Ritalin, the trade name for methylphenidate, is a medication prescribed for children with an abnormally high level of activity or with attention-deficit hyperactivity disorder (ADHD) and is also occasionally prescribed for treating narcolepsy.
Known as Kibbles and Bits, or Pineapple, Ritalin stimulates the central nervous system, with effects similar to but less potent than amphetamines and more potent than caffeine. Ritalin has a notably calming effect on hyperactive children and a “focusing” effect on those with Attention Deficit and Hyperactivity Disorder (ADHD).
Because of its stimulant properties, however, in recent years there have been reports of its abuse by people for whom it is not a medication. A growing number of incidents of abuse have been associated with teens and young adults using MPH for its stimulant effects: appetite suppression, wakefulness, increased attentiveness, increased focus and euphoria. It is being used for appetite suppression in many teenagers; college students are taking advantage of its stimulant affects to help them stay focused and awake for those long nights of studying.
The drug has street names such as “Kibbles and Bits”, “Vitamin R,” “R-Ball” and the “Smart Drug.” It is inexpensive to purchase from friends or dealers for anywhere from 50 cents and up to $5 per pill. Tablets are either taken orally or after they are crushed into a powder. The powder form is snorted. Some users dissolve the tablets with water and inject the mixture.
These prescription tablets can create powerful stimulant effects and serious health risks when crushed and then snorted like cocaine, or injected like heroin.
Ritalin can cause addiction when excessive doses are consumed over a long period of time. It is also possible to develop tolerance to the drug, so that larger doses are needed to produce the original effect, leading to more drug use and an increased risk of unwanted side effects and addiction.
Complications from injection are common, since the fillers that are used in manufacturing Ritalin are not soluble in water and when injected they can block small blood vessels, causing damage to the lungs and retina.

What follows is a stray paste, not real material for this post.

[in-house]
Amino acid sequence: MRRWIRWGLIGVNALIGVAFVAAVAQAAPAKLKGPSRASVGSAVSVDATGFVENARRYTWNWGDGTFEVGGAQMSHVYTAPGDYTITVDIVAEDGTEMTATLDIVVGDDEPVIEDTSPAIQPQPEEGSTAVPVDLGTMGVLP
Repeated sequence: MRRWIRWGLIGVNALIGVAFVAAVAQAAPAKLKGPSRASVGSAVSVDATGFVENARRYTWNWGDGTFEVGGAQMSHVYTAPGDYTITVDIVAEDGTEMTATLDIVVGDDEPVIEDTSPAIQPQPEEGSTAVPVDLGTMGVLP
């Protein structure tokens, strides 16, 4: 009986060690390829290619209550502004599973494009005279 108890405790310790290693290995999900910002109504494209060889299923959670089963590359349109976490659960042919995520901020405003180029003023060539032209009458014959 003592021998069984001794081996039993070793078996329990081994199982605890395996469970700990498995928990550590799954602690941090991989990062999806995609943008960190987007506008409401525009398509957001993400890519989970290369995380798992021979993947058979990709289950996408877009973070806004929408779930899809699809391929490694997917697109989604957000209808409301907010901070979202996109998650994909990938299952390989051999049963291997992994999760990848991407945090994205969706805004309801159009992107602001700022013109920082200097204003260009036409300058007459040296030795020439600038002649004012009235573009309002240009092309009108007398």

Pharmacologically, it works on the neurotransmitter dopamine, and in that respect resembles the stimulant characteristics of cocaine. Short-term effects can include nervousness and insomnia, loss of appetite, nausea and vomiting, dizziness, palpitations, headaches, changes in heart rate and blood pressure (usually elevation of both, but occasionally depression), skin rashes and itching, abdominal pain, weight loss, and digestive problems, toxic psychosis, psychotic episodes, drug dependence syndrome, and severe depression upon withdrawal.
High doses of stimulants produce a predictable set of symptoms that include loss of appetite (may cause serious malnutrition), tremors and muscle twitching, fevers, convulsions, and headaches (may be severe), irregular heartbeat and respirations (may be profound and life threatening), anxiety, restlessness, paranoia, hallucinations, and delusions, excessive repetition of movements and meaningless tasks, and formicaton (sensation of bugs or worms crawling under the skin).
Common side effects of Ritalin include: Inability to fall or stay asleep, nervousness, loss of appetite, headache, increased blood pressure, and increased heart rate.
Less common side effects may include: abdominal pain, abnormal heartbeat, abnormal muscular movements, chest pain, dizziness, seizures, psychosis and stroke.